In the lives of women photographers as frequendy as in the lives of men, a variety of natural and unnatural disasters can destroy these archives and rob future historians of data. Archives can be lost when a husband or lover's overshadowing career obscures things, as in the life of Sonya Noskowiak, the companion of Edward Weston. Often no caretaker is around to salvage documents when a woman suffers a precipitously lonely fall at the end, as did Margrethe Mather. When love and career are inter-twined, a woman may choose to decisively erase the record of her life as did Margaret Bourke-White, who burned diaries. Perhaps more frequendy the rude chaos of a life spent seeking the right man, the right home, the right vehicle of expression may scatter the records of a career like Consuelo Kanaga's.

    Archives otTer the chance that an artist's work can be freed from the assumptions of a later era and examined in context. Archives pose the question of whether the fame bestowed by one generation will stand up to the sleuthing and scrutiny of the next

    244

    generation of scholars, and archives make it possible for us to write a story different from and complementary to the artist's invented life.

    For this article, I attempted to compile a list of the locations of the archives of women photographers working in the United States. Starting with lis.ts that I gleaned from standard histories of photography, I tried to locate the repositories that preserve not just the photographs, but the whole archives of women working creatively with photography. It should not have surprised me that approached from this angle my project turned out to limit itself by circular definition. I found the archives of all the women mentioned in the major histories, but if I had begun with a list of repositories to query, I would have ended up with a perhaps vastly more interesting list of the names of women photographers who have not yet been written about. This is clearly the next step for my research to take.

    I have defined archival collections as those containing mater-ials such as letters, diaries, personal papers, and negatives. Photo-graphs, being multiples, can exist in various locations, but an individual's negatives and correspondence can reside in only one location. Resources exist to guide us to collections of photo-graphs, but what this list tries to do is to provide a map to the unique, primary documentation in archival collections.

    By limiting the list to women already deceased, I had to leave out important senior photographers such as Eve Arnold, Ruth Bernhard, Helen Levitt, and Dorothy Norman who are, J am glad to say, living, and in many cases still working. Many of the women who photographed for the Farm Security Administra-tion or for the Standard Oil Company project of the late 19405 are still living, so I did not get the opportunity to mention Charlotte Brooks, Esther Bubley, Marjory Collins, Pauline Ehrlich, Martha McMillan Roberts, Eileen Rosener, or Louise Rosskam in this list. While a portion of their careers are documented in the Farm Security Administration Files and the Standard Oil Company Records, their subsequent work in photo-jOurnalism, teaching, and commercial photography remains in personal archives.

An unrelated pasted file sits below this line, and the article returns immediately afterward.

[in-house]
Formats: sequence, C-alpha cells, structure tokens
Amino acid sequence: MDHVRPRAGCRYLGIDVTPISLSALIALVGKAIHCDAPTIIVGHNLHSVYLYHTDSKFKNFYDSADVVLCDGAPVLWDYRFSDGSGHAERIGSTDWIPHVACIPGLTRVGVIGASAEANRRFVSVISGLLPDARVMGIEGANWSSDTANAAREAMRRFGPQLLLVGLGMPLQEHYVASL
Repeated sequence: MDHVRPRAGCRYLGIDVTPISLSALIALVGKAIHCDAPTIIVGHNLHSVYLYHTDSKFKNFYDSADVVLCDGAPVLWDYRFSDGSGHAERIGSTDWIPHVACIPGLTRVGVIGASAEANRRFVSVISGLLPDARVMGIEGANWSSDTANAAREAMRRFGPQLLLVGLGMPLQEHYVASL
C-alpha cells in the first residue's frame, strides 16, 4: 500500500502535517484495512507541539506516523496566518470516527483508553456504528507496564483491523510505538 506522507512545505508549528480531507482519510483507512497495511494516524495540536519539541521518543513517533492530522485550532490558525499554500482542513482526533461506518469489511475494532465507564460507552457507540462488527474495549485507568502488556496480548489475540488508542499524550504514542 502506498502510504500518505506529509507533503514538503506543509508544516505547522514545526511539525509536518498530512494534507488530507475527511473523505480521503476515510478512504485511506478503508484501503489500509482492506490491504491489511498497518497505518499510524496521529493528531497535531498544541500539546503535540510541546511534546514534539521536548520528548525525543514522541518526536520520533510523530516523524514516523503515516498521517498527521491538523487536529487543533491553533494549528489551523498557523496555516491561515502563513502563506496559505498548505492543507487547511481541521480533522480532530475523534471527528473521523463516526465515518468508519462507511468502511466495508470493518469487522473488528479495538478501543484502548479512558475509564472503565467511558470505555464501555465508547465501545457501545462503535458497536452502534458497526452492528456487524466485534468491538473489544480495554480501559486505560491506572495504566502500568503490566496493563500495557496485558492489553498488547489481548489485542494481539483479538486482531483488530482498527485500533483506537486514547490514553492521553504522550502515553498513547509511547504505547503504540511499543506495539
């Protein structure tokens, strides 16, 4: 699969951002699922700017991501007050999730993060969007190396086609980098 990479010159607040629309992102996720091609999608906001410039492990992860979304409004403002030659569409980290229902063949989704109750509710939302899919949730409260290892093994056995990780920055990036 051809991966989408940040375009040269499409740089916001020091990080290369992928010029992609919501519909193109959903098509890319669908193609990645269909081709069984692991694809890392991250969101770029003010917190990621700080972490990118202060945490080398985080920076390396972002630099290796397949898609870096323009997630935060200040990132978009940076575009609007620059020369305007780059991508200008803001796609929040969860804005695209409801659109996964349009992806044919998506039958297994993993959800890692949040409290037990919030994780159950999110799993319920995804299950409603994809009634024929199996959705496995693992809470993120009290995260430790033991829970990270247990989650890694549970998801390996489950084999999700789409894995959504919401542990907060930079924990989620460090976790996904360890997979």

The list primarily includes archives in public institutions for the simple reason that they are the most easily accessible to researchers. When it is known that a private collection is preserv-ing an archive, that information is included. The determined researcher will instinctively look for leads to additional archival records that may be in private hands and try to gain access to them.

    The number of repositories interested in collecting the archives of women photographers is growing. From a core group of photographic institutions with a stated mission to collect archives (International Museum of Photography at George East-man House and Center for Creative Photography, Tucson, Ari-zona), and institutions with a strong interest in photography (The J. Paul Getty Museum and Harry Ransom Humanities Research Center at the University of Texas, Austin), the list of active collectors now includes a diverse group of organizations. Future research will have to take into account the possibility of archives showing up in a wide variety of places such as the Women in California Collection, California Historical Society, San Francisco; the Louis Noun-Mary Louis Smith Iowa Women's Archives, University of Iowa, Des Moines; and the Perkins Library, Duke University, Durham, North Carolina (with a permanently funded position of Women's Studies Archivist).

    For this list I gathered data from personal visits to repositor-ies, from bibliographies in dissertations and monographs, from interviews with scholars, and from the meagre number of pub-lished reference sources. Among the most helpful general listings were:

    Anckca Hinding. W ....... s History s "",, II Guide If> Atdti ........ M""..mp' C.lkctUHts i. tIu V.iml SI4Iu (1979).

    N.n-.I Vnion Cdl4/og of MdlaUUip' C.lkctUHts includes 'photographic papcn' under the heading Photography. This catalogue of the boIdings of American manuscript repositories is also available on-line through the Re=rch Libraries Information NetwOrk (RUN) and very n:cendy has been added to the more widelY04vaiJable database. OCLC.